Women in the Public Sphere
An Emirati designer has created a new brand to hit the United Arab Emirates, taking the traditional one-piece abaya – a common Muslim female dress in the Gulf – and breaking it in two(...) Badreya Faisal said that 'Any woman who is an example of gracefully crossing over between Middle Eastern and Western fashion with the same elegance, sophistication and individuality' would be her ideal woman to dress.
Read more at albawaba.com
The Sisterhood Is Global Institute/Jordan (SIGI-Jordan) on Sunday said women’s poor representation as leaders and members of political parties will adversely reflect on their chances to win parliamentary seats at the national level.
Read more at jordantimes.com
In 2012, 979 women volunteered to join up with the Danish military's four month-long basic conscription programme. This is nearly double the number of female volunteers who signed up in 2011, when women made up 9.5 percent of the programme's privates.
Read more at dr.dk
A Danish-Moroccan book project reverses the stereotypical images of Moroccan women. The book Moroccan women: Invisible success stories contains personal stories told by 14 successfull Moroccan women from all levels of society and in business life, meant to inspire other women. The book was launched in Denmark earlier this week with attendance from among others the Moroccan ambassador, Raja Ghannam. Head of KVINFO's MENA department, Lisbeth Pilegaard, said in her presentation that the book is a farewell to the conception of Moroccan women as victims, fragile individuals that do not participate in society. The book is produced as a part of KVINFO's bilateral project Women Economic Decision Making and Leadership.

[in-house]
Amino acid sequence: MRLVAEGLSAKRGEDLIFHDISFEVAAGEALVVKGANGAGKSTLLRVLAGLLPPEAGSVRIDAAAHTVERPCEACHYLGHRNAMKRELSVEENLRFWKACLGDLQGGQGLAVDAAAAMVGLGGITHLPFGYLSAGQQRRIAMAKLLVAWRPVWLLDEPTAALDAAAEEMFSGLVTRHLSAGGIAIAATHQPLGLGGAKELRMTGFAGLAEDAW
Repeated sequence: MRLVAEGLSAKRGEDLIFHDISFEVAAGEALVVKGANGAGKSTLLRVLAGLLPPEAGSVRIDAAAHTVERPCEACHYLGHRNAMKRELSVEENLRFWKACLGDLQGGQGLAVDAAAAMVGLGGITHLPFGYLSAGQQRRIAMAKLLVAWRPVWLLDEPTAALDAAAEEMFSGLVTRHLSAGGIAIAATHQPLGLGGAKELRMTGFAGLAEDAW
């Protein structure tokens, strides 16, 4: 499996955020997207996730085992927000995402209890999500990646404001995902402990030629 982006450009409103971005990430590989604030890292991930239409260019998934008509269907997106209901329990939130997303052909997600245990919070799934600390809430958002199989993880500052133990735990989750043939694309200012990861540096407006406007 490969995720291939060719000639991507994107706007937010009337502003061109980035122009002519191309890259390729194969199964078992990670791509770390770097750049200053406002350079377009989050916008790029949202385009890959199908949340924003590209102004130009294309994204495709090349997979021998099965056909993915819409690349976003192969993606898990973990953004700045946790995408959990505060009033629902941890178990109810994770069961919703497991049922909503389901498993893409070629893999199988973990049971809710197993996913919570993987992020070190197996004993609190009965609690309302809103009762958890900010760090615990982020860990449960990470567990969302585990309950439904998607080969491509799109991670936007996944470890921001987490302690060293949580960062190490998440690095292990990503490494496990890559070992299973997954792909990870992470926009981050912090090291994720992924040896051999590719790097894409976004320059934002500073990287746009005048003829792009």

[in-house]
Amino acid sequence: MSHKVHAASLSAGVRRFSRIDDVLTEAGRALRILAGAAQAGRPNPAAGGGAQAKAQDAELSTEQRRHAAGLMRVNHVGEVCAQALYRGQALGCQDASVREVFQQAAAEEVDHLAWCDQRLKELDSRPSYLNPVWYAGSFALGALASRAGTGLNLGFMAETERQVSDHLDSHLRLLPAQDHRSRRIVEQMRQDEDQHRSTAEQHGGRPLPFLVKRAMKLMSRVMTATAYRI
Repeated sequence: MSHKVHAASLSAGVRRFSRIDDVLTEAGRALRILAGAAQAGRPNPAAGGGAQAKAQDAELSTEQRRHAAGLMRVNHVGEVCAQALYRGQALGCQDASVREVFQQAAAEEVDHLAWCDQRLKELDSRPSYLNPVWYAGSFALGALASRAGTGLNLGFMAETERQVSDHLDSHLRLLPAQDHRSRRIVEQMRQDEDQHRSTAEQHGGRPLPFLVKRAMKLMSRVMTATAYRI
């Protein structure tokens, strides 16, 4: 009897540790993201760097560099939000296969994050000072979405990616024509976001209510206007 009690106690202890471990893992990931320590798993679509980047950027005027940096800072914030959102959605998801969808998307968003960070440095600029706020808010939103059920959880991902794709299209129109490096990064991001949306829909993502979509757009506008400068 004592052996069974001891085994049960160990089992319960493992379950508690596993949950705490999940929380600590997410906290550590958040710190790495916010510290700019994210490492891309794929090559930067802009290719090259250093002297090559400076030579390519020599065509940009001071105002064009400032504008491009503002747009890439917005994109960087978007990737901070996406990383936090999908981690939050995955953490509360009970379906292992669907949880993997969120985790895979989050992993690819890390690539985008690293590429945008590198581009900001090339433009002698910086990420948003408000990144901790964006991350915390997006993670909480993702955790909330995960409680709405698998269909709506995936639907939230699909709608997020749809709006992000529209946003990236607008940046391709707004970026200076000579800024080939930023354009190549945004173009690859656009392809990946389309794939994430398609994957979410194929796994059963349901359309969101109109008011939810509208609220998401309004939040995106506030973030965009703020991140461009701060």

In the wake of recent developments during the Arab Spring and its intense media coverage, a deceivingly straightforward question arose; Where are the women? Although women actually played a pivotal role in every country during its transition period, they were still widely portrayed as “victims” or “sexual objects”, leaving to men the role of the “leader”, the “hero” or the “expert”.
EMHRN’s gender media guide’s ambitious aim is to correct this misconception by bringing to light a more gender balanced media coverage of women in transition countries.
Read more and download the guide at euromedrights.org
The Arab Spring gave Yemen’s women a public voice and a visible face. But the revolution has faded without changing anything for millions who are married too young and shut away in mud huts for the rest of their lives.
Read more at thedailybeast.com
Women stood at the forefront of the Arab Spring, taking to the streets shoulder to shoulder with men in an effort to overturn oppressive old orders. But while their efforts have seen dictators ousted and reforms introduced, the greater rights for women many hoped would emerge from the upheaval have not materialized.
Read more at cnn.com